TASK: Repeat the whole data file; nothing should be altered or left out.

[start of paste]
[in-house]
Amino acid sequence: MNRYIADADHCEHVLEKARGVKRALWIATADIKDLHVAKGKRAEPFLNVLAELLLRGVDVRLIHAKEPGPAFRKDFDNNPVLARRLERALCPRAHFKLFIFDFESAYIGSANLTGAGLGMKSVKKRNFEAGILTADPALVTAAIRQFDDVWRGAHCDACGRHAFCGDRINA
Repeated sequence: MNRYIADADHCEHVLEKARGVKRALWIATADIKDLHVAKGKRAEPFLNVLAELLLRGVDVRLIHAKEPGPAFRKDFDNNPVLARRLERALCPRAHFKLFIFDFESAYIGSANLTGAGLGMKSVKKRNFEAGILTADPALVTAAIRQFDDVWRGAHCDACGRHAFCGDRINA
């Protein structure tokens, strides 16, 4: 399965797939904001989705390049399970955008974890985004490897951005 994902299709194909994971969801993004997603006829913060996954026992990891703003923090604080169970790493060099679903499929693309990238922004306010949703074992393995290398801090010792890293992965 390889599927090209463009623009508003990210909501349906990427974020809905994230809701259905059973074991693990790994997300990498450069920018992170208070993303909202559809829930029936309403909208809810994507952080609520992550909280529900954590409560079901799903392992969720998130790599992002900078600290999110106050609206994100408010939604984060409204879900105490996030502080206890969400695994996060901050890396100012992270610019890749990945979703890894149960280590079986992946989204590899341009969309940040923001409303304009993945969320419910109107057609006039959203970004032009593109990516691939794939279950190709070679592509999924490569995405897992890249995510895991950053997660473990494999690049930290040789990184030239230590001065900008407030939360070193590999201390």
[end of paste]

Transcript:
[in-house]
Amino acid sequence: MNRYIADADHCEHVLEKARGVKRALWIATADIKDLHVAKGKRAEPFLNVLAELLLRGVDVRLIHAKEPGPAFRKDFDNNPVLARRLERALCPRAHFKLFIFDFESAYIGSANLTGAGLGMKSVKKRNFEAGILTADPALVTAAIRQFDDVWRGAHCDACGRHAFCGDRINA
Repeated sequence: MNRYIADADHCEHVLEKARGVKRALWIATADIKDLHVAKGKRAEPFLNVLAELLLRGVDVRLIHAKEPGPAFRKDFDNNPVLARRLERALCPRAHFKLFIFDFESAYIGSANLTGAGLGMKSVKKRNFEAGILTADPALVTAAIRQFDDVWRGAHCDACGRHAFCGDRINA
């Protein structure tokens, strides 16, 4: 399965797939904001989705390049399970955008974890985004490897951005 994902299709194909994971969801993004997603006829913060996954026992990891703003923090604080169970790493060099679903499929693309990238922004306010949703074992393995290398801090010792890293992965 390889599927090209463009623009508003990210909501349906990427974020809905994230809701259905059973074991693990790994997300990498450069920018992170208070993303909202559809829930029936309403909208809810994507952080609520992550909280529900954590409560079901799903392992969720998130790599992002900078600290999110106050609206994100408010939604984060409204879900105490996030502080206890969400695994996060901050890396100012992270610019890749990945979703890894149960280590079986992946989204590899341009969309940040923001409303304009993945969320419910109107057609006039959203970004032009593109990516691939794939279950190709070679592509999924490569995405897992890249995510895991950053997660473990494999690049930290040789990184030239230590001065900008407030939360070193590999201390």